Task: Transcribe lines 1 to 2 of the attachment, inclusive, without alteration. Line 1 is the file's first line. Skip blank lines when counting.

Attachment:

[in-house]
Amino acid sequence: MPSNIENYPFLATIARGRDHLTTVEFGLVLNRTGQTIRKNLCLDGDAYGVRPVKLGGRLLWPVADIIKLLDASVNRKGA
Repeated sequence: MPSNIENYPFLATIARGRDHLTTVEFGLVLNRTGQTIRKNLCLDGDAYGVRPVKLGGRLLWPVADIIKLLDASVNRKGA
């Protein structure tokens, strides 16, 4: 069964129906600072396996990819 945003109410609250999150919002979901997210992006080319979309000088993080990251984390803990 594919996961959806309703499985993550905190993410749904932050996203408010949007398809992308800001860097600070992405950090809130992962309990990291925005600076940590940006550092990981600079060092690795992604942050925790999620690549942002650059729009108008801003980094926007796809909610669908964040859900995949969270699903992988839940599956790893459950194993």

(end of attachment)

[in-house]
Amino acid sequence: MPSNIENYPFLATIARGRDHLTTVEFGLVLNRTGQTIRKNLCLDGDAYGVRPVKLGGRLLWPVADIIKLLDASVNRKGA